Progreso

Overview

Introduction

Located 20 mi/32 km north of Merida, Progreso has been the Yucatan Peninsula's main port of entry since the 1870s, when its sisal crops were its major economic force. That industry since has died down, and Progreso is now a major stop for cruise ships.

It might seem disappointing to some because there are no wide expanses of white-sand beaches, ruins or colonial architecture, and most of its hotels are small, nondescript cement-block affairs. Many families from Merida maintain weekend beach homes there, and the small town fills up with locals during Easter week and the Christmas holidays. Many Canadians like to spend the winter there (and in villages to the east and west) in small rentals to escape the harsh weather farther north.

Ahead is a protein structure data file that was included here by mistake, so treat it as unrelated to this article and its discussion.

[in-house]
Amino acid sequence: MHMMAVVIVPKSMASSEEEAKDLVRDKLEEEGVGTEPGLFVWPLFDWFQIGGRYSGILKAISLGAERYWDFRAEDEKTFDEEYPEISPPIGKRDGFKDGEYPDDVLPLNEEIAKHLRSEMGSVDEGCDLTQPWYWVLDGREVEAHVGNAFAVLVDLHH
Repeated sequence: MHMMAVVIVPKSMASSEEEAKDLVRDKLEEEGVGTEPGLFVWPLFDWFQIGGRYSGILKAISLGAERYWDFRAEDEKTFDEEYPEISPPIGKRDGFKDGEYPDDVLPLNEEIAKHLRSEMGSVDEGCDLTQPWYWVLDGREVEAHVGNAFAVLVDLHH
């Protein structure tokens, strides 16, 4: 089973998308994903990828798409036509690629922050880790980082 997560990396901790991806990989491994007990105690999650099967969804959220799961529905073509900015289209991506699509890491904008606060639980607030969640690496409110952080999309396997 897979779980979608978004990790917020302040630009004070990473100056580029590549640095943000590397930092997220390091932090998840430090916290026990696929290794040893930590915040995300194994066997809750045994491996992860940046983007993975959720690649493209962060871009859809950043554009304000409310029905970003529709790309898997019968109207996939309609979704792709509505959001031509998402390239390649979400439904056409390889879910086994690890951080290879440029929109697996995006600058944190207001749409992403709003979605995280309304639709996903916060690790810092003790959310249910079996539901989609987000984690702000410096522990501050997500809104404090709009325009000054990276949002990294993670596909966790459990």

Still, this friendly port does have a spate of decent open-air seafood restaurants along its four-block-long waterfront, where you'll find the liveliest action and the main beach. Near a few reefs offshore, divers can visit a sunken ship. Progreso is also close to Merida and surrounding Mayan ruins such as Chichen Itza and Uxmal, which make good day trips for cruise passengers. When ships are in port, a handicrafts market comes to life in a municipal plaza on the main shopping street.

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